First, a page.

From hotels to homes: MUN transitions to remote conferences


Ellie Yang

Because of COVID-19, the Model United Nations team has had to adapt to online conferences and meetings, which may pose some hidden benefits.

Ethan Schlapp, Sports Lead Editor

After hours of arduous preparation, outside research and intense skill-drilling, junior and Model United Nations (MUN) club secretary Clara Kolker woke up on the morning of Saturday, Nov. 17 ready for her MUN conference. It had been months since her last conference in the spring, and she was excited to begin the Vanderbilt University Model United Nations (VUMUN) conference. But instead of hopping on a bus to Nashville with the rest of the MUN team, she logged into the website’s platform, Gatherly, from her bedroom to begin the conference. Like almost everything else this year, the conference over a video call would serve as a reminder of a changed world, as the MUN team continued their transition from hotels to their homes.

Many call the in-person experience the most valuable aspect of a MUN conference. As individual delegates, each member of the MUN team has the opportunity to represent a country or person in a committee, in which they meet new people, explore new topics, and gain valuable skills that are applicable to the future. But as COVID-19 cases continue to rise across the United States, in-person conferences are not a viable option. 

Kolker highlighted some of the key points that make in-person conferences so enriching.

“People you meet, all of those experiences you have at a conference where you’re walking around a city and you’re doing all of these things on your own and it’s very exciting,” she said. “When you’re online, you don’t really have that.” 

Senior Zachary Battleman, MUN co-president, also spoke to the loss of the in-person experience.

“The single greatest appeal of MUN, and one of the things that Masters prides itself on, is the sense of community and just the fun a conference is, because of all the time you get to spend with your partner, and all your friends, and that’s completely gone,” Battleman said. “And that’s really a shame, especially as a senior, who will probably never have another high school MUN conference in person.”

Brittany Farrar, the club’s advisor and middle school Latin teacher, spoke to the drawbacks of remote conferences from a coaching perspective. 

“[When in-person,] you can watch [a delegate’s] body language, you can watch their note-passing, you can watch their influence,” Farrar said. “Even if your delegate is not able to speak, you can get a lot of information. On Zoom that is not possible,” she continued.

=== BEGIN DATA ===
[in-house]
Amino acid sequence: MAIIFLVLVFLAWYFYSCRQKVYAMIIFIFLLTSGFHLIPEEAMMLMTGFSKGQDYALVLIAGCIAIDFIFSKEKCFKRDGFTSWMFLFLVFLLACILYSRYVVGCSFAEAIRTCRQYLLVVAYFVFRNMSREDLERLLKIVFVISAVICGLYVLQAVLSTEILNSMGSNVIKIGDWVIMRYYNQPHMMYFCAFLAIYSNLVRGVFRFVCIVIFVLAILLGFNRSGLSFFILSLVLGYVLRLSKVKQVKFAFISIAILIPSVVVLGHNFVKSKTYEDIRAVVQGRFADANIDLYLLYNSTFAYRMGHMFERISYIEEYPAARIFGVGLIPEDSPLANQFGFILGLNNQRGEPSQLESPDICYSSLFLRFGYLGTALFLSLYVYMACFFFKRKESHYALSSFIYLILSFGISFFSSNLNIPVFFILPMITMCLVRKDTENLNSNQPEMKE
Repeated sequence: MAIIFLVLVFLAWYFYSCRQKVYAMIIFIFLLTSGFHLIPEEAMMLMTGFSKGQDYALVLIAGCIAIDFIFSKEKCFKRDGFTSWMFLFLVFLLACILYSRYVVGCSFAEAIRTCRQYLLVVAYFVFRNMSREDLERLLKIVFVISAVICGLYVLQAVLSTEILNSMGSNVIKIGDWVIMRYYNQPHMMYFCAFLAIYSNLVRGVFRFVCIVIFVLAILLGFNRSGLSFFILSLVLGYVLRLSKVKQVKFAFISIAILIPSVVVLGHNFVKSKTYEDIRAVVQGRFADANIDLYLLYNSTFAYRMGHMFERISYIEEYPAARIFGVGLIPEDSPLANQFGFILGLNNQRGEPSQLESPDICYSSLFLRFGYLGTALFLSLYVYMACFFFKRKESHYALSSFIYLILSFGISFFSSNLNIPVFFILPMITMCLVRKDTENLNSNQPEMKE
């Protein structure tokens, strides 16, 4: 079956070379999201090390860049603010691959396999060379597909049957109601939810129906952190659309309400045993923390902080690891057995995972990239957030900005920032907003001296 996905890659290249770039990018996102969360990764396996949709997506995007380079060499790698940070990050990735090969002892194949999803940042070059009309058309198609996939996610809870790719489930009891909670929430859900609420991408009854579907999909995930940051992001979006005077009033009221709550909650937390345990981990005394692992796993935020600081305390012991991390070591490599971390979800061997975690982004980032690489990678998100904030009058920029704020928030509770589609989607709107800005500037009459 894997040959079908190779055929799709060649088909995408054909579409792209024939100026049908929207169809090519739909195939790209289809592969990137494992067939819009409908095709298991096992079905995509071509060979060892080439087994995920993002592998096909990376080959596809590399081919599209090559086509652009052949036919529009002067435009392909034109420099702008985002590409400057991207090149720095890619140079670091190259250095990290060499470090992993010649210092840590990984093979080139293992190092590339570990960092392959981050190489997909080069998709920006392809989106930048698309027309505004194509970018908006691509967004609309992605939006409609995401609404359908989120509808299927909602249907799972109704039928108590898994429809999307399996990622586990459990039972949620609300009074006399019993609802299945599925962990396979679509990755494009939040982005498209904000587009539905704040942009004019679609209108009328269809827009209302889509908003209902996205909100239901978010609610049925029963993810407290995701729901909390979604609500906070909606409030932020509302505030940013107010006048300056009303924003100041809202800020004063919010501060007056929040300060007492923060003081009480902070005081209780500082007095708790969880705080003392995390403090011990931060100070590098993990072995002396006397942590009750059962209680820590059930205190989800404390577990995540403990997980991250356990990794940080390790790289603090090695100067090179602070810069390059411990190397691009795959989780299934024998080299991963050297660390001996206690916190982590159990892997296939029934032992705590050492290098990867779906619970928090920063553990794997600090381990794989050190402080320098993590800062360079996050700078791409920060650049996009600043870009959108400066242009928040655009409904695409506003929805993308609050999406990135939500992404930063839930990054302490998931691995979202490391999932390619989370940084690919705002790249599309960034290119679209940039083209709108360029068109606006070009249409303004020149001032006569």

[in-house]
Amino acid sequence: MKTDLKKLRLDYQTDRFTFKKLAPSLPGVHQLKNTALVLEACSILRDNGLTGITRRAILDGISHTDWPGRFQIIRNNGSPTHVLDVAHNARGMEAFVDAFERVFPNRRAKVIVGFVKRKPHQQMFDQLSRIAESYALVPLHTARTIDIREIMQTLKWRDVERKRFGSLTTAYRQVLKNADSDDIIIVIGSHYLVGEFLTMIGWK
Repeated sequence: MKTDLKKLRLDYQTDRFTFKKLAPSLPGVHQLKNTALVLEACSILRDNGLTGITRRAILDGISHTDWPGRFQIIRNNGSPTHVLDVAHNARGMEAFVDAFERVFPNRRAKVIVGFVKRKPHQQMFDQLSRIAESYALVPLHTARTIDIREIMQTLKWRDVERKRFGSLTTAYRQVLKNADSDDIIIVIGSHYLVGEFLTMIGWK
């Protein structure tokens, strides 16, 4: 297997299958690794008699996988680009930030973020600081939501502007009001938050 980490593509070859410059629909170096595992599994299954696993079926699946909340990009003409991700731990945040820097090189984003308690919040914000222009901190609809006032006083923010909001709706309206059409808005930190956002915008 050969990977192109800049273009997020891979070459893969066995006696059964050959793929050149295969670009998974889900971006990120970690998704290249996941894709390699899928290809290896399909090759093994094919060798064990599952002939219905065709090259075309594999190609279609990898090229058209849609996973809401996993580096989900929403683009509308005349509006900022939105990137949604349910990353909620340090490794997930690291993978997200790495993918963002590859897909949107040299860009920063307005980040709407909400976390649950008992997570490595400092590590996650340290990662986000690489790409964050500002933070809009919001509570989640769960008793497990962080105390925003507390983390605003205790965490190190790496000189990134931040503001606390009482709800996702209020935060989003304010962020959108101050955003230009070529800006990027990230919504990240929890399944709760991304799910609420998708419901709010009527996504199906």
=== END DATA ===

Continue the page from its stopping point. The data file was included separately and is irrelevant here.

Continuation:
Although not ideal, Kolker noted that there are still positives to take from the shift to online conferences.

“Since we’re online, we can do a lot more conferences than we could in the past,” she said. Specifically, Kolker and others stated that not only are delegates able to attend bigger conferences held by colleges, but also smaller conferences held by high schools, all without the stress of transportation logistics.

Battleman also commented on another benefit of having conferences over video call. 

“In an online environment, where everyone’s voice is equally heard and no one has the advantages that they might have being in an in-person environment, it really levels the playing field,” he said.

Farrar has noticed that the decision to attend or not attend a MUN conference is much easier to make, given the number of other extracurricular activities on hold due to the pandemic.

“It’s just ‘Do you want to go to MUN on the weekend on your computer?’ and the answer is yes or no. So it’s like a beautiful simplicity this year,” she said.

The remote circumstances have also alleviated some of the financial difficulties which can come with organizing a trip to a conference.

“There’s not as much of a financial burden on delegates, in fact there’s none this year, which has been really, really great. The school’s been able to cover all participation,” Farrar said. She believes that this will allow inexperienced delegates to have a low-risk opportunity to try MUN. 

Being remote this year has also allowed for some unique opportunities for the club such as having Tom Countryman, a former U.S. State Department worker under the Obama and Trump administrations, and Stefan Schwartz, a worker for the United Nations on peacekeeper policy, speak at virtual meetings.

Even with the change in conference setting this year, the performance of the team has not faltered. At the VUMUN conference, the group netted four individual awards and won the coveted award for “Best Small Delegation.” 

Farrar said she is excited for what the club’s future holds. She hopes that the team will participate in an in-person conference held at Brewster High School in March, and mentioned her interest in creating a junior MUN program in the Middle School along with a mentorship program for younger delegates further down the line.

In looking at the present state of the team, Farrar has a ‘glass half-full’ attitude in response to the circumstances brought on because of COVID-19, especially for the younger and newer delegates. She said, “This is, of course, not ideal MUN, but it’s a huge opportunity for people to develop their persona in the room and how they approach Model UN.”